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Should water be free

When considering if water should be free at the point of use, it is perhaps more pertinent to look at why we have to pay for our water supply. It is widely known that the Earth's surface, and to a lesser extent, ground water is intrinsic to a cycle in which it falls as rain or snow before being stored in oceans, reservoirs, rivers or as ground water. Under the sun's influence, a proportion of this stored water evaporates and condenses to fall as rain or snow once more. The total volume in this water cycle remains constant to a large extent. The largest volume of stored water is found within the oceans and because of its high salinity, is undrinkable. In order to utilise sea-water for consumption it is necessary to install desalination units which are costly in both set-up and long-term energy use. Drinking untreated rainwater is inadvisable because of contamination by airborne pollutants and the consumption of water stored in reservoirs or rivers carries the risk of infection from microorganisms. In order to prevent disease, it is therefore necessary that all water intended for human consumption is treated in some way.

The London cholera outbreak - a link between dirty water and disease
Cholera is a waterborne disease caused by Vibrio cholerae, a Gram-negative bacterium that produces a toxin which results in severe vomiting and diarrhoea. If untreated, the infection can result in death within several hours due to massive dehydration and electrolyte imbalance. Prior to the 1849 cholera outbreak in London, there was no known link between disease and contaminated drinking water. Indeed, many of the medical profession at that time continued to reject the theories of Doctor John Snow, who made the connection between a street pump in Broad Street in London and the eventual deaths of in excess of seven thousand people (Bingham, et al. 2004). Upon examination, Snow investigated the drinking water from different origins and concluded that the water from the Broad Street pump was contaminated by sewage. He further suggested that this contamination was responsible for the outbreak (Snow, 1855). The causative organism, V. cholerae, was first isolated and described by Robert Koch in 1883 (Madigan, et al. 2000). In developed countries, cholera has been largely eliminated mainly as a result of efficient sanitation and the purification of drinking water.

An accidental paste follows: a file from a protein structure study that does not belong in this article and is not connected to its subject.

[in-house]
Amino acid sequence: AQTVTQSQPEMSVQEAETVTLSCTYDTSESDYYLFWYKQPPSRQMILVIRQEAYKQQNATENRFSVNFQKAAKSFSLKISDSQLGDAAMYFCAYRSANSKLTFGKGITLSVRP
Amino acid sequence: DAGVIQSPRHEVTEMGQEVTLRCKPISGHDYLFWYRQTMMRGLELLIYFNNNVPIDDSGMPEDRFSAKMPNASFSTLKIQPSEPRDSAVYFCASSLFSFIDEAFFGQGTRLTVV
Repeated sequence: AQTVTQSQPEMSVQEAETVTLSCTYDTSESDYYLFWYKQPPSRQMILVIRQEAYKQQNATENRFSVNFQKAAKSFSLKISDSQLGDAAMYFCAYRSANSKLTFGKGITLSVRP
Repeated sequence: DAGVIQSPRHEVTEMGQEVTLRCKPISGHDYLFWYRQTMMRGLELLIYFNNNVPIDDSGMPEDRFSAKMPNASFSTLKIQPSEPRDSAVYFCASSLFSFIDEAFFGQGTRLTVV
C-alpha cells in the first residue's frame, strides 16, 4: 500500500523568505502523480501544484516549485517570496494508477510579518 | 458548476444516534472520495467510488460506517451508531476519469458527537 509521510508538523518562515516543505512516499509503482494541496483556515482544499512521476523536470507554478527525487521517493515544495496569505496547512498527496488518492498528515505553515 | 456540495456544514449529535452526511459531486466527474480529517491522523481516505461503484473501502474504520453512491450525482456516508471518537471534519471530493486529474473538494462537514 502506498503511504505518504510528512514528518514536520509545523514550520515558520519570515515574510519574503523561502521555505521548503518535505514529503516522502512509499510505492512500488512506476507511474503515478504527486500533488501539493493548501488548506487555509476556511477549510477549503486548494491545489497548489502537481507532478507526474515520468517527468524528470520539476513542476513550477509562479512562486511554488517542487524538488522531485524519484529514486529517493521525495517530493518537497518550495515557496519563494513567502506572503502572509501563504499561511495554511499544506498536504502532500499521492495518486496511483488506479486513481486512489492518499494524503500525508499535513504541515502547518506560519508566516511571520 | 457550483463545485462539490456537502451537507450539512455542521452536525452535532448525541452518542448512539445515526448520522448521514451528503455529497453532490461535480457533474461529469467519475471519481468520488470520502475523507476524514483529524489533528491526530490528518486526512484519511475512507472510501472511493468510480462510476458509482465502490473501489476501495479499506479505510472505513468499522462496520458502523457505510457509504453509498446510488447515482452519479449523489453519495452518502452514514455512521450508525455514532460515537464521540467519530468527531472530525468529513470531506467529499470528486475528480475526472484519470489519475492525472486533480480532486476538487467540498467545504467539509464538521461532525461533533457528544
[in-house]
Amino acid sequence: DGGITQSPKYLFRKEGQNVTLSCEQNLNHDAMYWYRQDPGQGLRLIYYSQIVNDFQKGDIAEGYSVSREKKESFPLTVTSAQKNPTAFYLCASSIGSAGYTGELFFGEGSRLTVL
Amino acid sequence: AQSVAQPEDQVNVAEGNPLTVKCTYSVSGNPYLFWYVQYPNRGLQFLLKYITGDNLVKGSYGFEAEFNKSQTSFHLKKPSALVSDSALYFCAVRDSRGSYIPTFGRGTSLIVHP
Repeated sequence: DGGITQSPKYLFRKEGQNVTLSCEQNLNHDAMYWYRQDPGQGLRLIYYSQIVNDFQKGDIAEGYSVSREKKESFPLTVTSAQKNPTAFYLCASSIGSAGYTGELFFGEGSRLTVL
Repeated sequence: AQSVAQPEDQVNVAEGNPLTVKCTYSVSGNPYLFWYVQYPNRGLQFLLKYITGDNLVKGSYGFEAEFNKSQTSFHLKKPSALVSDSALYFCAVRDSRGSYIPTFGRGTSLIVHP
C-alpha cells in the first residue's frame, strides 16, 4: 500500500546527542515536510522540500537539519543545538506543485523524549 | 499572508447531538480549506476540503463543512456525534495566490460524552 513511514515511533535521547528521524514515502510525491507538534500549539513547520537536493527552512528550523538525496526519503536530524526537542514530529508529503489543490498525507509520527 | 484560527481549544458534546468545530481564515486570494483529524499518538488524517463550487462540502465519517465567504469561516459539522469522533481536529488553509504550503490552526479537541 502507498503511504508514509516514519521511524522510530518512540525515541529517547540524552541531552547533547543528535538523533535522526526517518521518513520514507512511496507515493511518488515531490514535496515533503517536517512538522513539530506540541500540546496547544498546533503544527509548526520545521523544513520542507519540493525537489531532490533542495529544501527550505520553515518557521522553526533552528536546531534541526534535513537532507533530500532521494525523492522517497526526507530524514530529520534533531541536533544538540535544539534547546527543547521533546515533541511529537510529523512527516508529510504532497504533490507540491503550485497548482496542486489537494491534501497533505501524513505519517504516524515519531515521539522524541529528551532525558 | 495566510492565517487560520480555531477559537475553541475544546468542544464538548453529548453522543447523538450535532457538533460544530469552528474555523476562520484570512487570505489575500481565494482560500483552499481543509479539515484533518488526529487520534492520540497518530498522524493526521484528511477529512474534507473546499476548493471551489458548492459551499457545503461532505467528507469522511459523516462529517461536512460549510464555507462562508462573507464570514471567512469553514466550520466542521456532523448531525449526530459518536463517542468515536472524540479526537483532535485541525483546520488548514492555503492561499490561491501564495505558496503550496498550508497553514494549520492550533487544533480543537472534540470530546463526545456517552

The water industry in the UK
The turning point with respect to water supply in the UK was the Public Health Act of 1848. The act made local 'boards' responsible for sewage and water supply to the residents in their area. The first of the boards to publish an annual report was the Metropolitan Water Board in 1890 (Drinking Water Inspectorate, 2007). The water industry is largely overseen by the Department for Food, Environment and Rural Affairs (Defra). Regulation is achieved with the assistance of the Drinking Water Inspectorate (DWI), whose task is to regulate drinking water quality and the Water Services Regulation Authority (Ofwat) whose concern is largely the economic aspects of the industry. Water UK represents the interests of those involved in the water industry itself. The industry was privatised by Act of Parliament in 1989 at which time it had a collective debt of £5 bn. This was 'written off' by the Government with a further £1.6 bn being invested (Ofwat). The latest water act (the Water Act, 2003) makes provision for licensing and compensation.
In its annual report on the standard of drinking water, the DWI reported that the overall standard was in line with European directives, with 99.96% of all tests meeting those directives. However, the report went on to say that there had been an increase in the level of Escherichia coli in reservoir samples tested, most likely as a direct result of 'unsatisfactory reservoir maintenance' (DWI, 2006).
The average price paid by households in the UK is currently £285 per annum. This is set to rise to £295 per annum by the end of the 2009/10 charging period. This can be broken down into £155 for sewage and waste water and £140 for the provision of safe drinking water. The water industries had requested a 6.2% rise with a 4.2% increase being permitted by Ofwat.

The volume of water within the Earth's water cycle remains largely consistent with water being stored in oceans, rivers and reservoirs. However, water obtained from these sources is, on the whole, unsafe for human consumption. To make this water available to drink, it has to go through a variety of processes, each involving considerable investment both financial and in respect of time spent in treatment. The cost to the water industry over the next 5 years is likely to be in the order of £16.8 bn. (Ofwat, 2004) and with none of that funding is met by central government, it is the consumer who has to pay the bill.

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